Spl. Curse the fellow! what does he mean? He surely takes me for an ignoramus. But I'll astound him—(aside.) Sir,--hem--the magnitude of your unsophisticated genius-the vast and unbounded comprehension of your clevated mind, which I can see in your unpolished phiz--and the transcendant elegance of your manners, induce me to take into iny most profound consideration the--hem--I mean, the reasonableness of your request, sir.
Ety. Thank you, sir—will teach you rhetoric for that. The word rhetoric is derived from hæc rhetorica, Latin, which signifies rhetoric, or the art of gabbling incomprehensibly—as you do sir. Do you understand ?
Spl. Upon my soul, the fellow's a knowing one, I see-(aside.) I'm inconceivably indebted to your unsophisticated politeness-am, indeed—and will from this momemt become your scholar. But pray what brought you here?
Ety. Why, sir, as you intend to become my scholar, I will let you into the whole secret.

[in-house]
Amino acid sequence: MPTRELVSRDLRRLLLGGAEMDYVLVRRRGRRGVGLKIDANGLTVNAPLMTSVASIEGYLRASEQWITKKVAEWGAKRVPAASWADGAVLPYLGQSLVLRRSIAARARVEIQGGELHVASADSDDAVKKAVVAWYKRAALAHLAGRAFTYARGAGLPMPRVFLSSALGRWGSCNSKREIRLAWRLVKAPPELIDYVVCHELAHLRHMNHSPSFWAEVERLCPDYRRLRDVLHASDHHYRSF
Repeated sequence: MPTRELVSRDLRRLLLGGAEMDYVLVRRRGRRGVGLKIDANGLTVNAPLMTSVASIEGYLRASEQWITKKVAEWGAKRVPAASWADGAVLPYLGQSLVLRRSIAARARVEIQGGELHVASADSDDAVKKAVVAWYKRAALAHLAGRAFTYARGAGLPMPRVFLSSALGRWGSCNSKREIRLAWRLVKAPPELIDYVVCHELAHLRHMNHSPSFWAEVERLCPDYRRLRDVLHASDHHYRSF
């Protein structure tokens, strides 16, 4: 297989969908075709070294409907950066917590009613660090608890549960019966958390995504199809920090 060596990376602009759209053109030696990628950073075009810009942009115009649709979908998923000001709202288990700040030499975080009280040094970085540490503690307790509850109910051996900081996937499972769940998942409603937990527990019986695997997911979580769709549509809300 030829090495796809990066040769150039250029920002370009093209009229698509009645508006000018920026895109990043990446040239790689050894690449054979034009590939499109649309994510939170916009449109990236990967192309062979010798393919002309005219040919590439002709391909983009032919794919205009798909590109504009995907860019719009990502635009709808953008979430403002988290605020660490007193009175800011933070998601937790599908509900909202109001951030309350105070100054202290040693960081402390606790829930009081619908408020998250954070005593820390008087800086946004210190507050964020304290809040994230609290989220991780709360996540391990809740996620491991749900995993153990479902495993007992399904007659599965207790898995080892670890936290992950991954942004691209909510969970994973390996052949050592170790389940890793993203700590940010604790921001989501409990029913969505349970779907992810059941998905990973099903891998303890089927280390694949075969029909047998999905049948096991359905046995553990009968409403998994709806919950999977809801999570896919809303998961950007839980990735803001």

Spl. This is my man-(aside.) Let us step into another room, where we can have a better opportunity of conferring without interruption.-(Exeunt.)
CLXVI.-THE HORRORS OF WAR.
Extract from the Speech of Mr. Gaston, of North Carolina, upon the
Loan Bill, delivered in the House of Representatives, February 17, 1814.
Mr. Chairman,—THERE is something in the character of a war made upon the people of a country, to force them to abandon a government which they cherish, and to become the subjects or the associates of the invaders, which neces. sarily involves calamities beyond those incident to ordinary wars. Among us some remain who remember the horrors of the invasion of the Revolution, "and others of us have hung with reverence on the lips of narrative old age, as it related the interesting tale.” Such a war is not a contest between those only who seek for renown in military achieve. ments, or the more humble mercenaries whose business 'tis to die." It breaks in upon all the charities of domestic life, and interrupts all the pursuits of industry. The peasant quits his plough, and the mechanic is hurried from his shop, to commence, without apprenticeship, the exercise of the trade of death. The irregularity of the resistance which is opposed to the invader, its occasional obstinacy, and occa